EGU21-2613
https://doi.org/10.5194/egusphere-egu21-2613
EGU General Assembly 2021
© Author(s) 2021. This work is distributed under
the Creative Commons Attribution 4.0 License.

Quantification of erosion rate in crop field gullies from point clouds with two different methods  : the case study of Savigny crop field (North of Lausanne, Switzerland) 

Wolff Charlotte, Choanji Tiggi, Derron Marc-Henri, Fei Li, and Jaboyedoff Michel
Wolff Charlotte et al.
  • Lausanne, Faculty of Geosciences and Environment (GSE), RISK, Switzerland

The spreading use of remote techniques is in our daily life benefits to ease and/or speed up the acquisition and analysis of geographical data that can be meaningful for risk assessment or for taking decisions for prevention measures.

Here is presented one of the possible applications for the Unmanned Aerial Vehicle (UAV) acquisition, to evaluate the volume of eroded soils in a crop field due to washout after heavy rains. The case study is located North of Lausanne (Switzerland), in the village of Savigny. It is a crop field with a gentle slope where we can clearly see washout gullies appearing after rainfalls. A great number of small water streams disappeared for more intense agriculture which is the case here : According to topographical maps, a small stream was flowing in the past but disappeared  after 2004. It is interesting to see that after important rainfalls, gullies appear that could correspond to old small stream patterns.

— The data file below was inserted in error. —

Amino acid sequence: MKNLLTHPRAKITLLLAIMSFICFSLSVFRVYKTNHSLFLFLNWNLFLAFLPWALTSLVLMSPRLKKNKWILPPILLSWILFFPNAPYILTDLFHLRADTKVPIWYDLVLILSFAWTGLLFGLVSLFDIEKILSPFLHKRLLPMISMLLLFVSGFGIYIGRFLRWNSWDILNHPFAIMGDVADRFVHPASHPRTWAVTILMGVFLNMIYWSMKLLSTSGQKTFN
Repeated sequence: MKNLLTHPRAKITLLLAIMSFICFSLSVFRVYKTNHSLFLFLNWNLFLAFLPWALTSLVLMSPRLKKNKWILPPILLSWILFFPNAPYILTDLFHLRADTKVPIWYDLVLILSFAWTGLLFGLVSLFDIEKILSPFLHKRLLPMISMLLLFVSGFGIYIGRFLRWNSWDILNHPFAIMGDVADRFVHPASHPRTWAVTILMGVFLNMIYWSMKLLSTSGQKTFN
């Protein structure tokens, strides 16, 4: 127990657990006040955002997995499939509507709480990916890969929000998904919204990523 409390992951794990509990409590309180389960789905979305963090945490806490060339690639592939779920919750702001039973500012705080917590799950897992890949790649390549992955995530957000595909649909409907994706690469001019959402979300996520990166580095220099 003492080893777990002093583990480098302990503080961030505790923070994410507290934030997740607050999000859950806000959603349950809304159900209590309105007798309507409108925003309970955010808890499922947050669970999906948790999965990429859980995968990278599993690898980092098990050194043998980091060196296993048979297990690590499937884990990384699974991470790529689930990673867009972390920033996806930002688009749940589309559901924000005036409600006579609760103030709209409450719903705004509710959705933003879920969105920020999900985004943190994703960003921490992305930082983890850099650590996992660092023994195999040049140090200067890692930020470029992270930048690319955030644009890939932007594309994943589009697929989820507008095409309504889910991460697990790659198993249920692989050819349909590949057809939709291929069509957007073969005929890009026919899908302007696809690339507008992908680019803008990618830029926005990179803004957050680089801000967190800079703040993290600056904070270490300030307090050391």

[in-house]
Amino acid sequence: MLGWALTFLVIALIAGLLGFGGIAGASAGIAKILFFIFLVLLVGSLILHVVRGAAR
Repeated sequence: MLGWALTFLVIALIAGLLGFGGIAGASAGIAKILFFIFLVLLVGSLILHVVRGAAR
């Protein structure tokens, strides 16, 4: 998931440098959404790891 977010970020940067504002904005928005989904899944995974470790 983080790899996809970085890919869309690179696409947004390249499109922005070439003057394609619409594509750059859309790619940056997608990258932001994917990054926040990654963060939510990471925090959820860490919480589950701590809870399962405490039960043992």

The data acquisition survey of October 30th, 2020 was done by means of a DJI Phantom 4 RTK flying at an altitude of about 20m and the Pix4d Capture planning mission application. To process the obtained 800 images, the new Pix4D Matic software was tested to get a fast dense point cloud with GSD ~1 cm accuracy, a DEM and an orthophoto. The dense point cloud was then analyzed with two compared methods to estimate the washout volumes, which are (1) inverse Sloping Local Base Level; and (2) Point cloud segmentation based on normal vectors and curvatures.

As a result, these two methods gave a first estimation of the eroded volume of around 15m3 over a surface of 9 hectares which corresponds to an erosion rate of 1,7m3/hectare. These remote and non-destructive techniques are fast and easy compared to conventional field surveys, and the data acquisition and processing could be automated. In conclusion, these techniques provide a relatively low-cost time-series datasets processing to monitor and quantify the ongoing gully erosion. 

Further investigation would be to keep recording the volume and erosion rate estimations after important rainfalls, when clear new gullies appear and to record in the meanwhile the rainfall intensity. This could help assess in a second step the relationship between the erosion rate and the rainfall intensity and control if this relation follows a power-law function. Such a study could also give some clues about the possible impact of climate changes on erosions in crop fields. 

How to cite: Charlotte, W., Tiggi, C., Marc-Henri, D., Li, F., and Michel, J.: Quantification of erosion rate in crop field gullies from point clouds with two different methods  : the case study of Savigny crop field (North of Lausanne, Switzerland) , EGU General Assembly 2021, online, 19–30 Apr 2021, EGU21-2613, https://doi.org/10.5194/egusphere-egu21-2613, 2021.

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